General Education Goals and Outcomes for Student Learning

Students celebrating at convocation

Embedded throughout VCU’s General Education Program are six learning outcomes intended to strengthen students’ academic and career readiness skills.

Select an outcome below for more details:

Communicative fluency is understanding and creating shared meaning with effective use of language and communicative practices, intentional engagement of audience, cogent and coherent iteration and negotiation with others, and skillful translation across multiple expressive formulations and modes.

  • Develop and present cogent, coherent, and error-free written communication with general and specialized audiences
  • Develop and present cogent, coherent, and error-free oral communication with general and specialized audiences
  • Recognize and use other modalities of communication (e.g. digital, expressive, and scientific) effectively and appropriately
  • Understand and effectively uses genre and disciplinary conventions for communication, including syntax and mechanics, for a variety of purposes
  • Choose a variety of sources of evidence appropriate to the audience and purpose; selects sources after considering the importance of multiple criteria, such as relevance, currency, authority, scholarliness, and bias or point of view
  • Achieve positive outcomes with others through interpreting both verbal and nonverbal information, social perceptiveness, empathy, persuasion, and negotiation; able to select key pieces of a complex idea to express in words, sounds, and images, in order to build shared understanding

Ethical reasoning includes judgments of right and wrong, good and bad, related to human conduct especially concerning matters of justice, fairness, equity, and social responsibility. Value systems, both culturally inherited and different from students’ own experiences, inform the deliberations regarding the quality of life and social goods necessary to employ ethical decision-making.

  • Recognizes ethical issues
  • Identify one’s culturally inherited beliefs through self-awareness & civic identity
  • Understand the different ethical perspectives/concepts & diversity of communities and cultures
  • Apply beliefs and ethical perspectives
  • Demonstrate the impact of ethical decision making on civic contexts and structures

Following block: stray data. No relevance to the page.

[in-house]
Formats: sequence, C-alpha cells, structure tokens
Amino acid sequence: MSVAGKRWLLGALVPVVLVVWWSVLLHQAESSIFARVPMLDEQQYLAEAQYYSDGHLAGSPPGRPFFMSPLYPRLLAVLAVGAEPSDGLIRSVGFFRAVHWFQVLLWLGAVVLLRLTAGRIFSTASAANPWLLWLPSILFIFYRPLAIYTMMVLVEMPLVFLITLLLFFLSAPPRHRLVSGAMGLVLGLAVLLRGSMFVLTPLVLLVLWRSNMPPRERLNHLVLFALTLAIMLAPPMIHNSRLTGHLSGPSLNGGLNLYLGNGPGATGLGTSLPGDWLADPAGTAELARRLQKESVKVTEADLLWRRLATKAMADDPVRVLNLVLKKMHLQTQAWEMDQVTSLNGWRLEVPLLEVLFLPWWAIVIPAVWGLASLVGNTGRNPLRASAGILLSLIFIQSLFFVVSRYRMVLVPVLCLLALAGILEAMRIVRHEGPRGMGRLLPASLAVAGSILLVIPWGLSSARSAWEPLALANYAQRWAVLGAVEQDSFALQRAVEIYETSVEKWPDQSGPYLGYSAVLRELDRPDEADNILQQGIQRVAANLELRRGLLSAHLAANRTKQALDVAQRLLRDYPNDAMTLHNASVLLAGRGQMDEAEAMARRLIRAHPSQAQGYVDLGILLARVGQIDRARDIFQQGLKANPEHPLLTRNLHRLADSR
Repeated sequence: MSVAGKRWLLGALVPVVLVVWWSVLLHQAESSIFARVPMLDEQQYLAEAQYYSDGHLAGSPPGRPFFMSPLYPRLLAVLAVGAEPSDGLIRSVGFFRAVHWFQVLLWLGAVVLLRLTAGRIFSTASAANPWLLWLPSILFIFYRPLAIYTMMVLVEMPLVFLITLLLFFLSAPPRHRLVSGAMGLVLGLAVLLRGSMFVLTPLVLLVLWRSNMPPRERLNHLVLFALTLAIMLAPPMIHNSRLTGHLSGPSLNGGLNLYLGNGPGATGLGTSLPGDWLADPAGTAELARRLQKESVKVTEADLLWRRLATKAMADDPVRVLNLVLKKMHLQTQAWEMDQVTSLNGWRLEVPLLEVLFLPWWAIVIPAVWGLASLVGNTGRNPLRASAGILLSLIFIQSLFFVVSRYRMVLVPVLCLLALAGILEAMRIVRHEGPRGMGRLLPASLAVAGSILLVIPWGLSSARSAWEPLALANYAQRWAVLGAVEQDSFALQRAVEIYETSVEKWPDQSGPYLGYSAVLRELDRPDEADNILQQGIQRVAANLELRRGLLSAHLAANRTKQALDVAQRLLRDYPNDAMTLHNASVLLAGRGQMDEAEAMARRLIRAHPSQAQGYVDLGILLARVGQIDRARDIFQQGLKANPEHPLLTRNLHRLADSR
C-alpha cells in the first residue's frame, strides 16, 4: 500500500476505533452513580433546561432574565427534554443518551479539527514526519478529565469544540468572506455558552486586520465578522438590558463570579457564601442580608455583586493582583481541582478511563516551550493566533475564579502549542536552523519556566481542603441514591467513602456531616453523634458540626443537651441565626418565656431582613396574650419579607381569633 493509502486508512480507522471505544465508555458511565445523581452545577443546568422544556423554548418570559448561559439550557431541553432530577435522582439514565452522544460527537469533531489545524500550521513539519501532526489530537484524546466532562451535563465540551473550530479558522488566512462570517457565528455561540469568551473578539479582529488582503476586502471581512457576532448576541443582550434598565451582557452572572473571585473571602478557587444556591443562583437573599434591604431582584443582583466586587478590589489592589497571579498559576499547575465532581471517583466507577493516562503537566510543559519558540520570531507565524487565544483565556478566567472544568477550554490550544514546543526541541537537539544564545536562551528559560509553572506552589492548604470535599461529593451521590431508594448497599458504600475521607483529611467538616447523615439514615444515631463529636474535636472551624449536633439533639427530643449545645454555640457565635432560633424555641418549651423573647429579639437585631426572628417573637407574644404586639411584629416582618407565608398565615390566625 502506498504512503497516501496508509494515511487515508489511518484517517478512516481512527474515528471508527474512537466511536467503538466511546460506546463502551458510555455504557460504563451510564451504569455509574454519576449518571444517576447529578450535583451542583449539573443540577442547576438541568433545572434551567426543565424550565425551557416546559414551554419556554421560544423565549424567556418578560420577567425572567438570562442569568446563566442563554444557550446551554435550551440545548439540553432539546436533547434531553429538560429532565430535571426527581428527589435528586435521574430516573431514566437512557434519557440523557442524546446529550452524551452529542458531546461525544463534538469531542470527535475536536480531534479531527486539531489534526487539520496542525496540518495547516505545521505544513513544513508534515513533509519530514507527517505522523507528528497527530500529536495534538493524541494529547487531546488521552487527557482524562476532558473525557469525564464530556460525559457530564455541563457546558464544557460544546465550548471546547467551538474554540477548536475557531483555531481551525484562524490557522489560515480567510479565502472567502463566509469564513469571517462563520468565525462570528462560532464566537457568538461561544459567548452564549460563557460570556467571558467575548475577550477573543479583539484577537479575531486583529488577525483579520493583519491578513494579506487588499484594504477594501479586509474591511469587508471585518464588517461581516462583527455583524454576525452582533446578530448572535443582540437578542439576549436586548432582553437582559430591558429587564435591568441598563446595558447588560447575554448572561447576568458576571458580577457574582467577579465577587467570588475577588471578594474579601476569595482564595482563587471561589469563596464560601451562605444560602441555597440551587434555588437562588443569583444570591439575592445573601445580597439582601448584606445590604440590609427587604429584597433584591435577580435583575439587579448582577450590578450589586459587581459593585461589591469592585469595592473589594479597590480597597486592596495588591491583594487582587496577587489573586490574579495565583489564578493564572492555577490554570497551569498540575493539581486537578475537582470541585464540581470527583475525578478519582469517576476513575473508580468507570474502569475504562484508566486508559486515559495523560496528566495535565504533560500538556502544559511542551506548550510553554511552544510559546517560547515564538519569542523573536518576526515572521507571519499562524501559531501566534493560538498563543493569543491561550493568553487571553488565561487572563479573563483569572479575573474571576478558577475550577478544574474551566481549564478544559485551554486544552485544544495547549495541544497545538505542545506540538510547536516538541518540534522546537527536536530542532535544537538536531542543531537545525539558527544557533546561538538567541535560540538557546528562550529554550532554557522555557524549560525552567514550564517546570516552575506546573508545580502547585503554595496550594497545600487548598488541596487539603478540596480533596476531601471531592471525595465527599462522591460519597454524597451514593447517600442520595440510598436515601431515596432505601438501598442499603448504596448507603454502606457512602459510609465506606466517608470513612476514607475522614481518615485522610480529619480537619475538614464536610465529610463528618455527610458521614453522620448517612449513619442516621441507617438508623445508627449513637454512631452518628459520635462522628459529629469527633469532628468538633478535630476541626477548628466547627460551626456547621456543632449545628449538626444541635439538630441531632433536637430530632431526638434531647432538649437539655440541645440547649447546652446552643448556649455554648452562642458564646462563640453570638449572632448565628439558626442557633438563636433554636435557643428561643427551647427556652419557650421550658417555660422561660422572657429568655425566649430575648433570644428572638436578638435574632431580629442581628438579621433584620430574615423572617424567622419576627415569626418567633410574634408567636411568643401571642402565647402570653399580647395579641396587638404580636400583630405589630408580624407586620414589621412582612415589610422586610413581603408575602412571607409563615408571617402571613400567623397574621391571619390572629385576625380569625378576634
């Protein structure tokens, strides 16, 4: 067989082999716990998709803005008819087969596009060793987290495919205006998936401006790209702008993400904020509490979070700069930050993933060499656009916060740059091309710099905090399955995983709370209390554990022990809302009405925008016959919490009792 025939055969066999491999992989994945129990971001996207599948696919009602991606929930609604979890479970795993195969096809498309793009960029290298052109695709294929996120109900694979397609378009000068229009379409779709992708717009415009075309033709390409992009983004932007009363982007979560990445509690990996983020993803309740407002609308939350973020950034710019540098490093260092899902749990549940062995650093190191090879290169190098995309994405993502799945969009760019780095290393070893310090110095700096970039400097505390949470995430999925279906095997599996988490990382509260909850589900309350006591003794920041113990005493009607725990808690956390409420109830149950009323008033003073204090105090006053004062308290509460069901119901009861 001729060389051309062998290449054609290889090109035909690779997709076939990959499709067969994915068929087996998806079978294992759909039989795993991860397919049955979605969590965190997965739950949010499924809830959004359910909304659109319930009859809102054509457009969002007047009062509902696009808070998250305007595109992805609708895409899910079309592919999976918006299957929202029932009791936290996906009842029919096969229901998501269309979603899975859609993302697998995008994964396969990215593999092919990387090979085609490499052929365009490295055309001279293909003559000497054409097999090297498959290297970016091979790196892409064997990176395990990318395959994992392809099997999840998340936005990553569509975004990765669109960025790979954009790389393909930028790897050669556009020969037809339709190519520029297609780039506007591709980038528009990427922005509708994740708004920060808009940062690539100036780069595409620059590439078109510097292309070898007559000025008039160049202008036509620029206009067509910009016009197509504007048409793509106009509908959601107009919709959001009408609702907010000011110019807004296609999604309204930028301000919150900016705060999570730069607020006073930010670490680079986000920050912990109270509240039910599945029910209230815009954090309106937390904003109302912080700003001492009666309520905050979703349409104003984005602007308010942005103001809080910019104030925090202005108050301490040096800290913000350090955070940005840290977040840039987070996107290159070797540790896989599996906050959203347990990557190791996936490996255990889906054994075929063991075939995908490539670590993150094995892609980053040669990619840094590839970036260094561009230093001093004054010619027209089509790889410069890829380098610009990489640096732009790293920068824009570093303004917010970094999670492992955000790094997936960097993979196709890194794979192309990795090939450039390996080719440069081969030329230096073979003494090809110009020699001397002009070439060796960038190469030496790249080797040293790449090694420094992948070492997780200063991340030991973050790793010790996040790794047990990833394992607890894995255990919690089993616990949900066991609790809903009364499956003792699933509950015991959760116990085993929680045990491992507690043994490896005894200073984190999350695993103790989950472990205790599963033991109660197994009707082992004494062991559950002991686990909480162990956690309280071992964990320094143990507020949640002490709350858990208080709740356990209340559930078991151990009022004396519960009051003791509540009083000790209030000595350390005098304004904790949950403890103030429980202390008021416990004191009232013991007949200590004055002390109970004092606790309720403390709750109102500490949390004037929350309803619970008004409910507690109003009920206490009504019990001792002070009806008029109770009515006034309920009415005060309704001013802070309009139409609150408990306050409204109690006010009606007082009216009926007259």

Global and cultural responsiveness and agility requires (1) suspension of judgment in valuing interactions with culturally different others and (2) empathic and flexible responsiveness to unfamiliar ways of being, recognizing that all actions have correlative intercultural effects. This competency’s primary goal, achievable only after several courses with this competency, is for students to advance equity and justice on local and global levels, well informed by historical and political contexts.

  • Demonstrate understanding of relevant historical, cultural, political contexts
  • Compare and contrast practical and ideological differences among cultures
  • Show appropriate contexts and methods for suspending value judgments
  • Demonstrate capacity for empathy
  • Demonstrate sensibility to actions’ consequent reciprocal reactions

Information literacy is a set of integrated abilities to solve problems and generate new knowledge that encompasses recognizing an information need; critically identifying, locating, and evaluating appropriate resources; and responsibly and effectively synthesizing, applying, and sharing information.

  • Recognize an information need and determine extent and type of information needed
  • Identify and locate appropriate sources
  • Critically evaluate information and its sources
  • Effectively synthesize, apply, and share information to accomplish a specific purpose
  • Demonstrate understanding of relevant legal and ethical issues for information use

Problem solving is the process of designing, evaluating, and implementing approaches to open-ended questions in order to achieve a desired outcome or goal, based on both: 1) the comprehensive exploration of issues, ideas, artifacts, and events before accepting or formulating an opinion or conclusion; and, 2) the synthesis of ideas, images or expertise and imaginative thinking characterized by innovation, divergent thinking, and risk taking.

  • Define complex problems, issues, or questions
  • Identify and seek out approaches, information, skills and relevant resources
  • Develop and propose multiple solutions (demonstrating intellectual risk-taking and tolerance for ambiguity)
  • Evaluate potential solutions with awareness of contradictions, competing assumptions, and consideration of context
  • Analyze the implications, consequences, and outcomes of solutions

Quantitative literacy is the knowledge of mathematical/statistical operations and graphical representations of numerical data, the knowledge of how to represent real world objects, events, information, and problems as symbolic data sets, the ability to recognize which mathematical/statistical operations are applicable to given data sets, and the ability to analyze, interpret, and explain the output of mathematical/statistical operations performed by the student or presented in the published literature.

  • Convert information into mathematical/symbolic forms
  • Recognize the appropriate mathematical/statistical operations for the analysis of given information/data sets
  • Perform mathematical/statistical operations
  • Extract the meaning of a quantitative analysis, draws inferences, and produces appropriate conclusions
  • Express the rationale for the application of specific operations to specific data sets and the validity of conclusions derived from analyses